- Stealing property: In 2013, officers executed a warrant and seized over $275,000 in cash and rare coins from a pair of California business owners. The officers claimed that they only seized $50,000 and denied taking any coins, leaving $225,000 unaccounted for. The Ninth Circuit granted the officers qualified immunity despite this seizure of property because no past cases held that an officer would violate the Fourth or Fourteenth Amendment if they steal property seized when executing a search warrant. (Jessop v. City of Fresno)
- Shooting a wounded man in the back, killing him: In 2011, a woman called 911 when her boyfriend, Quamaine Mason, had drawn a gun in her apartment. Police responded and were waiting with a K-9 unit outside of the apartment. When Mason emerged and put his hands up, they ordered the dog to attack and shot Mason seven times. This included two shots in the back after he was already on the ground, killing him. Though a jury determined this was “objectively unreasonable” conduct, the officer was still granted qualified immunity. (Mason v. Faul)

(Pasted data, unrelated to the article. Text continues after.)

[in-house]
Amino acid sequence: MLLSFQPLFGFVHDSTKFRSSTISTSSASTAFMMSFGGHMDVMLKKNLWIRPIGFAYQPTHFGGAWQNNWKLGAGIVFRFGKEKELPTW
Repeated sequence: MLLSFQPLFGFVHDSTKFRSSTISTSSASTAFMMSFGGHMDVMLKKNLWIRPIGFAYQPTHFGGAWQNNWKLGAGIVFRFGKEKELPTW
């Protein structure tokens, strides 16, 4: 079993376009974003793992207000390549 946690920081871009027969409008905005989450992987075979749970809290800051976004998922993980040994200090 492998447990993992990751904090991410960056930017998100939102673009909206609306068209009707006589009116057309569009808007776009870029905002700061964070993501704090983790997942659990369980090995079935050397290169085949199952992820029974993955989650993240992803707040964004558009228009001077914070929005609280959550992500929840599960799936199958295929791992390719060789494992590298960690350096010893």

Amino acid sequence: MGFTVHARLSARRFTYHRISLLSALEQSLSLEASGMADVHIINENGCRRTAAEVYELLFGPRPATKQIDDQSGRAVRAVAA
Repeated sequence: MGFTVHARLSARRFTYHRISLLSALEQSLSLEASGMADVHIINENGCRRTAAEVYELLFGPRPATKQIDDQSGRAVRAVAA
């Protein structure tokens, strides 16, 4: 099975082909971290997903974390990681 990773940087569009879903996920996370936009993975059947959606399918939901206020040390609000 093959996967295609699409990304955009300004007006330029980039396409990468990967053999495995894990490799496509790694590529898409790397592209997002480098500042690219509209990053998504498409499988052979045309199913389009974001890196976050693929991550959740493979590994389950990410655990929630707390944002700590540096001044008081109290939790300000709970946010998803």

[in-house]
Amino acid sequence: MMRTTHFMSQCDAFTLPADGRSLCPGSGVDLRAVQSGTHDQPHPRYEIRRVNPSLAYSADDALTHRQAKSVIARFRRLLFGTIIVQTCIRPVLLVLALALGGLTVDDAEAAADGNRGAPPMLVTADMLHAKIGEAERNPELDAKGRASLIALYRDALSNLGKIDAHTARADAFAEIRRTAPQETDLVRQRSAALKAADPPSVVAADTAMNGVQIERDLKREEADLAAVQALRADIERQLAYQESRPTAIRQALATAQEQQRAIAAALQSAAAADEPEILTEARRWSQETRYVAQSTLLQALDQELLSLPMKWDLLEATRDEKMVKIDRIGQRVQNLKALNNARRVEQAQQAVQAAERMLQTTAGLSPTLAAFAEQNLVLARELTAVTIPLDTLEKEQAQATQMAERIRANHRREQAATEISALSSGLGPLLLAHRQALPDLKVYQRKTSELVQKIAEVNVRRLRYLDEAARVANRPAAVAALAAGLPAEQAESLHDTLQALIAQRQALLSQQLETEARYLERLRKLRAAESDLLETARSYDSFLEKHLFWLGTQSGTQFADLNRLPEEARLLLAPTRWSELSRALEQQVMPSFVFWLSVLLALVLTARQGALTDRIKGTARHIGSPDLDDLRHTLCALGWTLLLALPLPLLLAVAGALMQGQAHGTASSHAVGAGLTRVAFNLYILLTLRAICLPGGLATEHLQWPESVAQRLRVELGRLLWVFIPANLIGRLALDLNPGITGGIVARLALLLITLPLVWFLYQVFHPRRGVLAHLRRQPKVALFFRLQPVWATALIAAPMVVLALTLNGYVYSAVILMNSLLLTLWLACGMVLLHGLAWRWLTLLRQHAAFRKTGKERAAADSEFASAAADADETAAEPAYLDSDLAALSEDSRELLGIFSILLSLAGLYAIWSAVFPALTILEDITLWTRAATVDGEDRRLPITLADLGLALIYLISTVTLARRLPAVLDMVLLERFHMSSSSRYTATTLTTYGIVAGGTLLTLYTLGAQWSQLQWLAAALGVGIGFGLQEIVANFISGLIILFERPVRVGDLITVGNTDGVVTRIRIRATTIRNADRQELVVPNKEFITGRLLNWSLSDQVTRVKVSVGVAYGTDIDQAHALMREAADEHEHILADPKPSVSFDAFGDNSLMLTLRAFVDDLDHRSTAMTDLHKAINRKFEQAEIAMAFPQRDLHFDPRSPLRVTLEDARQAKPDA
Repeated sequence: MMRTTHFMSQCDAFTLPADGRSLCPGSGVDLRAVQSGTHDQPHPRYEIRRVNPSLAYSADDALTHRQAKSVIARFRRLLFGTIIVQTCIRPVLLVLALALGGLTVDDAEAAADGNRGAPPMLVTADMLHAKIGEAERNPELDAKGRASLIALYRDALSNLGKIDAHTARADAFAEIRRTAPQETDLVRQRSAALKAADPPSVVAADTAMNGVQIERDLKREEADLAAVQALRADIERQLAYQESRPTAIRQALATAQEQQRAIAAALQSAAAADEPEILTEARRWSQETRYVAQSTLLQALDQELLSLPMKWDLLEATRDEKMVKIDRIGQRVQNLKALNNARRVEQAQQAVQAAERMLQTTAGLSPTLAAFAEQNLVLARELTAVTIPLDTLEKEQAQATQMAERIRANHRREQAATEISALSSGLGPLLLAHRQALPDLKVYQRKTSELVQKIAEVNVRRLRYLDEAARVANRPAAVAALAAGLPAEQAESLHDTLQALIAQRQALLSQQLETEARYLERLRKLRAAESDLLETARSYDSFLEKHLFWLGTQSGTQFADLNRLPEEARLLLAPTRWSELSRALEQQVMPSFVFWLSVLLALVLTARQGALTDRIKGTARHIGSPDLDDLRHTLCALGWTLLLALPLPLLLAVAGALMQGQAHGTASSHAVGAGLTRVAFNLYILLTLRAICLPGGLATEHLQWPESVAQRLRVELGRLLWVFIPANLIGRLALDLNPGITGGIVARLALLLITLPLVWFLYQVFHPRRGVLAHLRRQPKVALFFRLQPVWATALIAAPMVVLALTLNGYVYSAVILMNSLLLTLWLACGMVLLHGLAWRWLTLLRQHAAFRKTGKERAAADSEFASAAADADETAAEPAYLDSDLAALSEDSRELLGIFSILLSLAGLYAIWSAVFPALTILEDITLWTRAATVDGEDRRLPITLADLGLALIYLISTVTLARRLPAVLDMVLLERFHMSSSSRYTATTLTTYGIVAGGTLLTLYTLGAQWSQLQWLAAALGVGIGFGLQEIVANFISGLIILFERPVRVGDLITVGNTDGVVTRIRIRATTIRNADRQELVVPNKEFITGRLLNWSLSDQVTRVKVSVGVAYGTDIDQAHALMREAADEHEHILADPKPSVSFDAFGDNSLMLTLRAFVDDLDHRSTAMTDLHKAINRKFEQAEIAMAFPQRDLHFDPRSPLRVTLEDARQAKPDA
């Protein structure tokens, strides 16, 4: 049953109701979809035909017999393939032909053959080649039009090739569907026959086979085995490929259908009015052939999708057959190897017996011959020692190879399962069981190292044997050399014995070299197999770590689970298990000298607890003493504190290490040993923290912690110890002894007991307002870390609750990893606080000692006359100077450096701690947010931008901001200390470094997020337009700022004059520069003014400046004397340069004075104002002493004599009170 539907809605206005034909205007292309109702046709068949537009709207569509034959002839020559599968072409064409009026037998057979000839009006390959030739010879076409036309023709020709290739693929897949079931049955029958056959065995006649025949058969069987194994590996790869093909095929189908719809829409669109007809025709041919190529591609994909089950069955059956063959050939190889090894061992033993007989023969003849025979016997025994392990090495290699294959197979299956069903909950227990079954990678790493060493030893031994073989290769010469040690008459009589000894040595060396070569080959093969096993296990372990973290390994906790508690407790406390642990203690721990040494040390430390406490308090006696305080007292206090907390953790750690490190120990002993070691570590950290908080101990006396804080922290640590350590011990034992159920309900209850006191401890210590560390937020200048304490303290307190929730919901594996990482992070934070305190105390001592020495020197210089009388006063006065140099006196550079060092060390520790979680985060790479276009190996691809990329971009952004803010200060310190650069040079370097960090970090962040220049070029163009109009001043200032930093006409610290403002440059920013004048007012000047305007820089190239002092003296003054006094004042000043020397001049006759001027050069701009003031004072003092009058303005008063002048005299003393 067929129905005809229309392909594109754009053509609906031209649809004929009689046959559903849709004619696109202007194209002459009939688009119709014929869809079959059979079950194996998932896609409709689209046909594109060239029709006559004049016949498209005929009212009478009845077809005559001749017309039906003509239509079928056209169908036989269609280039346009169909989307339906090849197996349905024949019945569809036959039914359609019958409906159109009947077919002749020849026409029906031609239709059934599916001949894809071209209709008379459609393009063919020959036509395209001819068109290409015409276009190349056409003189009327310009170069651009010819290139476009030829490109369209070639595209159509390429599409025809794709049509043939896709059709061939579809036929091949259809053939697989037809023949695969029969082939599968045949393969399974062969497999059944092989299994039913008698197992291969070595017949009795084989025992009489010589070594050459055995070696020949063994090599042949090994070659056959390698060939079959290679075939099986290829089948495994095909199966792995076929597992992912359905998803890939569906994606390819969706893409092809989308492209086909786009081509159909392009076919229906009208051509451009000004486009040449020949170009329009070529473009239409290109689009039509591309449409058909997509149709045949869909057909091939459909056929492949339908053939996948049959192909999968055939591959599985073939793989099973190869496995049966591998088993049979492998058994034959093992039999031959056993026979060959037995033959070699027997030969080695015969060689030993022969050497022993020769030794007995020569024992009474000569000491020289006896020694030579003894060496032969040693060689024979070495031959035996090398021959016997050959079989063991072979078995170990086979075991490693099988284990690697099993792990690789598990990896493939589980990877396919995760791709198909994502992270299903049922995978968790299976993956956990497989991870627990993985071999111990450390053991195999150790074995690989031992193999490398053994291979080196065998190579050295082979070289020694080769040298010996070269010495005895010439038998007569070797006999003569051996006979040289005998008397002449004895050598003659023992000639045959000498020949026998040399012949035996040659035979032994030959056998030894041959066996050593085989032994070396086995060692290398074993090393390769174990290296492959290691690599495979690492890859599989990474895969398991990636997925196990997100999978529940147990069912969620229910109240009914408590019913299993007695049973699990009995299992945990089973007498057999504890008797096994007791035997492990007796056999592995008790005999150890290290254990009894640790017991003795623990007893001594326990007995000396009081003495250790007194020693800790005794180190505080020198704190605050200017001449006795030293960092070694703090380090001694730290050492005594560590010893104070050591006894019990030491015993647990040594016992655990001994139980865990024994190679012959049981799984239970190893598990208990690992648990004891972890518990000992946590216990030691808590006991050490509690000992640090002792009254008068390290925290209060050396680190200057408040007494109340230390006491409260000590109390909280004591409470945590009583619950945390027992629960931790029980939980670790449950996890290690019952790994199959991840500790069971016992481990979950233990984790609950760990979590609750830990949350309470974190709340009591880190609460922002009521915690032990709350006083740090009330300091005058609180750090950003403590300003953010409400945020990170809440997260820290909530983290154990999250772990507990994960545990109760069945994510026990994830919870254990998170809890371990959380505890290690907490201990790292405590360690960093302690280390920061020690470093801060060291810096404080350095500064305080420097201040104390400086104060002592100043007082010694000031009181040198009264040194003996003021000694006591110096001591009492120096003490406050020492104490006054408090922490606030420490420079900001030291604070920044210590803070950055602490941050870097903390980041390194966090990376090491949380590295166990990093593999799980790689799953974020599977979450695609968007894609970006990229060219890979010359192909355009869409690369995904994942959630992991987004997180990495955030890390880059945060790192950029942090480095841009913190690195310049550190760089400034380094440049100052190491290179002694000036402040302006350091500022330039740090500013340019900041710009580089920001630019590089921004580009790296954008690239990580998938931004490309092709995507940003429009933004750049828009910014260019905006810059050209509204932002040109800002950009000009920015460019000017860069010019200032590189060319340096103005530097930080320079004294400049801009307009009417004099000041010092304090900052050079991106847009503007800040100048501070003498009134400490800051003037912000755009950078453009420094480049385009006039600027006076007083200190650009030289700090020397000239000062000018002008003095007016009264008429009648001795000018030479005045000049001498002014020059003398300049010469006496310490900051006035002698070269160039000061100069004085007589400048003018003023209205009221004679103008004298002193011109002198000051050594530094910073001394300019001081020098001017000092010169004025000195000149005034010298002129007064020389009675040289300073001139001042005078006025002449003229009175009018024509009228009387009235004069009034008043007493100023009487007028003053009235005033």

- Shooting a child who had a BB gun: In 2014, a fourteen-year-old boy was playing with friends in a parking lot and had a BB gun in his waistband. When a police officer arrived at the parking lot, responding to a call of a man carrying a handgun in the area, the officer drew his firearm and shouted, “Let me see your hands.” The boy pulled the BB gun from his waistband, tossed it aside, and raised his hands. The officer shot him in the shoulder. Qualified immunity prevented the family from seeking justice on their son’s behalf as there was no clearly established law. (Nelson v. Rivera)